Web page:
3. […] At some point you may decide to go pro and then you’ll find yourself considering getting an agent. I’m sure you’d like to see Gaiman’s advice… Actually, he defers to the advice of someone he knows will know, but now you know. That’s all about writing agents but I’m sure the advice will still be useful. I’m sure you’d also like to know about graphic novel agents for artists, just to round out your knowledge. (This is part four, so be sure to look over the first three parts too.) I also found a fan who would like to get digital comics from a digital store, not just from Marvel or DC. (That would be cool, wouldn’t it? A website set up like an actual comic shop where you could browse the first few pages of comics from various publishers.) The Beat analyzed this a little further, but the same fan created a breakdown about the dollar enjoyment value one gets out of comics. One last thing about business; even reviewers are feeling the economic crunch. […]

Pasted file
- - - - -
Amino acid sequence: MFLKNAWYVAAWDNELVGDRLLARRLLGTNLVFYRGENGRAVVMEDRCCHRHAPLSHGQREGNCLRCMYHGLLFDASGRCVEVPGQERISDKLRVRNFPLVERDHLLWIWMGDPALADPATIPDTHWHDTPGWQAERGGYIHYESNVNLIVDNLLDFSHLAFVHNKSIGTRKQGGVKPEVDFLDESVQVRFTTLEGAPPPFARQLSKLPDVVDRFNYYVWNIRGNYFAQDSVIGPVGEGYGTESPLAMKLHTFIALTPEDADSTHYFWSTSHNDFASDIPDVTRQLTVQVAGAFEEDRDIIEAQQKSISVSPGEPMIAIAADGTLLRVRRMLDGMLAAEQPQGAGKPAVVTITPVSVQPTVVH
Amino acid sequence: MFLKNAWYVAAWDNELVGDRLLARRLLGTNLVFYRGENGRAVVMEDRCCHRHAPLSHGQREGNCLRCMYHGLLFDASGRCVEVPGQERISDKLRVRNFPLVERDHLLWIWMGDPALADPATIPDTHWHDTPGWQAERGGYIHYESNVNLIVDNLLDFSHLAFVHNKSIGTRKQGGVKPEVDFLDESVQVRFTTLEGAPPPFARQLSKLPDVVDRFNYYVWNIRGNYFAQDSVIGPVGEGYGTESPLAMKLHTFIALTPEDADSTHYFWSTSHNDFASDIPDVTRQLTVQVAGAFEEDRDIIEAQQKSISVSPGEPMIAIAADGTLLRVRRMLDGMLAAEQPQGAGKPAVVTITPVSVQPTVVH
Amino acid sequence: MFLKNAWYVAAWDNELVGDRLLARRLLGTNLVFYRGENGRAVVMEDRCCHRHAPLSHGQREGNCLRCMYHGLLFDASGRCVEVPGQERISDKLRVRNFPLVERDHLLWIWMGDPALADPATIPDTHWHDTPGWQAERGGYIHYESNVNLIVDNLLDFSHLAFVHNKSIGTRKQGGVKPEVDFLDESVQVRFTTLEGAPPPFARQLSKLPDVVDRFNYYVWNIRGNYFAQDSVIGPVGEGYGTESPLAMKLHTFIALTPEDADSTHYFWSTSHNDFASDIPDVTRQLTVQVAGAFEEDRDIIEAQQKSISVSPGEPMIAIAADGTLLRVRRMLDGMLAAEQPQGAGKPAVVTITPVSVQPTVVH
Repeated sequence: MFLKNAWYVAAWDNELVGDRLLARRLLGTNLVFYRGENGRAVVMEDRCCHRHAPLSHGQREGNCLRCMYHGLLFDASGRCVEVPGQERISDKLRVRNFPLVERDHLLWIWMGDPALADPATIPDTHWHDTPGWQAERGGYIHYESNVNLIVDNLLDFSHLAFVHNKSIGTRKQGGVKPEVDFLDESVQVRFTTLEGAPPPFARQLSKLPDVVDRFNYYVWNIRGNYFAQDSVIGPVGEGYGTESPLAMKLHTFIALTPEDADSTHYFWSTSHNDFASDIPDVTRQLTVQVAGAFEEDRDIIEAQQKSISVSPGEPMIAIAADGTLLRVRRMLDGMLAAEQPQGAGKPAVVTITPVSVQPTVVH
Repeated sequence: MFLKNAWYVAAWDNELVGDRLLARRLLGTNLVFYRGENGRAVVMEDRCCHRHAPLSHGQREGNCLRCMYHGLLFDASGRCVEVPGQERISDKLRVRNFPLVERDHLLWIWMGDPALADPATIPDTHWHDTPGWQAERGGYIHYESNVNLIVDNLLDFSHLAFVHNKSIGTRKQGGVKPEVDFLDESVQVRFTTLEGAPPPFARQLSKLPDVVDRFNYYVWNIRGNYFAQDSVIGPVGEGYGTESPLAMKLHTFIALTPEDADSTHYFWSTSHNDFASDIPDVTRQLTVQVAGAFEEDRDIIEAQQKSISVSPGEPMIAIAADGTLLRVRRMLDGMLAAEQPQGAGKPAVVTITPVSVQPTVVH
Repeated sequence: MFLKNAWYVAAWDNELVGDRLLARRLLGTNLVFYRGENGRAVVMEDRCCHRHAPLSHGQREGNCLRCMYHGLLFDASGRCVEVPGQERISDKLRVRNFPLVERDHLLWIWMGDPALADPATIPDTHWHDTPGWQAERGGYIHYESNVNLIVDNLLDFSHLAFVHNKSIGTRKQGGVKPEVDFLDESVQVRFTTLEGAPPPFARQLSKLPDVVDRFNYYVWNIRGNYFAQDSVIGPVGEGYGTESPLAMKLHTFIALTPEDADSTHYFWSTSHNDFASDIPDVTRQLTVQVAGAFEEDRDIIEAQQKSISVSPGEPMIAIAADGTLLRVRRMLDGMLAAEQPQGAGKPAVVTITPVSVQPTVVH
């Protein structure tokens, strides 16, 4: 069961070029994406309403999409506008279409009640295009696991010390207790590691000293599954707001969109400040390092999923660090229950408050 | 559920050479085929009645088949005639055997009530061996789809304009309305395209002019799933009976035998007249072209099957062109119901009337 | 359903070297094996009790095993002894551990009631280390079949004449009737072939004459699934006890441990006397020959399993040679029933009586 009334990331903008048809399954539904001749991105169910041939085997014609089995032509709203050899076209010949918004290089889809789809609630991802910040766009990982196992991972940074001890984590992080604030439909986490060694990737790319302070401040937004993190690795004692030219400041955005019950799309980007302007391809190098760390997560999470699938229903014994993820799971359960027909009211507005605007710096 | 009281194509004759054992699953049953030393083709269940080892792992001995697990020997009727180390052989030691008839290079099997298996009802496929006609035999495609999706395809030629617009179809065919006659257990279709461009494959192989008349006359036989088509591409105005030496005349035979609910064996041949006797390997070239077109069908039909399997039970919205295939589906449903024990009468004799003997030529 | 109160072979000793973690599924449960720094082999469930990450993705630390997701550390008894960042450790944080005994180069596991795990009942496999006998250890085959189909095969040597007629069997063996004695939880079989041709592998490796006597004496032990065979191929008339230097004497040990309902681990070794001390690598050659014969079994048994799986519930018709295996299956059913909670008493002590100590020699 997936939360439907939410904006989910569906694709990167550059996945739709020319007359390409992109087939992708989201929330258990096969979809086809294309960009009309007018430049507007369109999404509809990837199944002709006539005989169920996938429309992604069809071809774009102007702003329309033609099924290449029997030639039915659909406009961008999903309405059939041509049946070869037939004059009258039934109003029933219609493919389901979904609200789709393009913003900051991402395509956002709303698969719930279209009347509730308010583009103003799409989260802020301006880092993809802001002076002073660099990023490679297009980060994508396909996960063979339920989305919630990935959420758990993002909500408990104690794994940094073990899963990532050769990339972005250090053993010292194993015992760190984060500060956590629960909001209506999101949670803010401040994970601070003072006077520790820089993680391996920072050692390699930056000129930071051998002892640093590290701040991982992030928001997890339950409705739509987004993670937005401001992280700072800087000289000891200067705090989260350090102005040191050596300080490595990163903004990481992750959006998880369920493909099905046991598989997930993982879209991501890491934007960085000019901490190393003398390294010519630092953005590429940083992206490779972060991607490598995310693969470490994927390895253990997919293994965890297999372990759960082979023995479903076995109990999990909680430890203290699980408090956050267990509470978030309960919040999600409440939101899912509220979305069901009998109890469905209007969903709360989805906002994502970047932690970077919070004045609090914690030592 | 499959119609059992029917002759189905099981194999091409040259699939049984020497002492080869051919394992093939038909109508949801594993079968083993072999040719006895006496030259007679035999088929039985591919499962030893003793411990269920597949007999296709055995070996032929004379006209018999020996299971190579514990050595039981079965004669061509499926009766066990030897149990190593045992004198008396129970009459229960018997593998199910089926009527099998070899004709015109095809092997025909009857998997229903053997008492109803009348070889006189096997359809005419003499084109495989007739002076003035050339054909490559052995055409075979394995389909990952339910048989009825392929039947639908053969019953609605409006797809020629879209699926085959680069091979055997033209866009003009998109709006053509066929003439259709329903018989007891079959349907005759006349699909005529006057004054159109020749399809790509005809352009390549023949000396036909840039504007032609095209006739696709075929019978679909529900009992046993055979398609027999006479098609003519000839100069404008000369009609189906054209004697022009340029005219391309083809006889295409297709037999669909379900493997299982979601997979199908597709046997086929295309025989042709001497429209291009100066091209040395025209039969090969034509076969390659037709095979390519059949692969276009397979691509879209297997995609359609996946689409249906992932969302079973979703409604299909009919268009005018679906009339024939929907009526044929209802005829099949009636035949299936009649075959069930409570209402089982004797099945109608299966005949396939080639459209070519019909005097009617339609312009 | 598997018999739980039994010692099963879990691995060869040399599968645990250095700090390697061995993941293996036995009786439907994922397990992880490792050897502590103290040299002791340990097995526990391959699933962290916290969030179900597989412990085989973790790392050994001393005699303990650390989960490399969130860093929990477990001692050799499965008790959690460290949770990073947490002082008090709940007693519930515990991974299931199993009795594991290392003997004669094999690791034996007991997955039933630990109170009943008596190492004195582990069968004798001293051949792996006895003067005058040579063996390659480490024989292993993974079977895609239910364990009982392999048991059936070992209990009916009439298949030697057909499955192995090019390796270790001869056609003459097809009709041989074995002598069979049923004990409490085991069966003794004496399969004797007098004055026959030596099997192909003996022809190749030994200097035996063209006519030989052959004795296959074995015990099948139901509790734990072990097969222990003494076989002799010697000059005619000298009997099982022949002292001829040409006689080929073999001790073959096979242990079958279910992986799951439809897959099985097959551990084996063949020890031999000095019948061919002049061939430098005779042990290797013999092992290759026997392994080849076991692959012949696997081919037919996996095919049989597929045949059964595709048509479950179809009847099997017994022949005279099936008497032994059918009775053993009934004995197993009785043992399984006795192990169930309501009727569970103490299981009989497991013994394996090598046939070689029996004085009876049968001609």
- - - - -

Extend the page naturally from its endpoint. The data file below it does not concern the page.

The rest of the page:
4. Hmmm – shortsighted at best: I’m sure I’m not alone in using your leads for my own buying for a book chain. Publishers ignore the net at their peril!

    Keep up the good stuff -

  5. That’s quite interesting to note that a company is pulling review copies from you. You’re so right how the last place to pull money from is marketing. Marketing is basically all that can be done to sell more books. Rather than being careful with regulating the number of licenses(every company has too many), they choose to cut money in the worst area possible.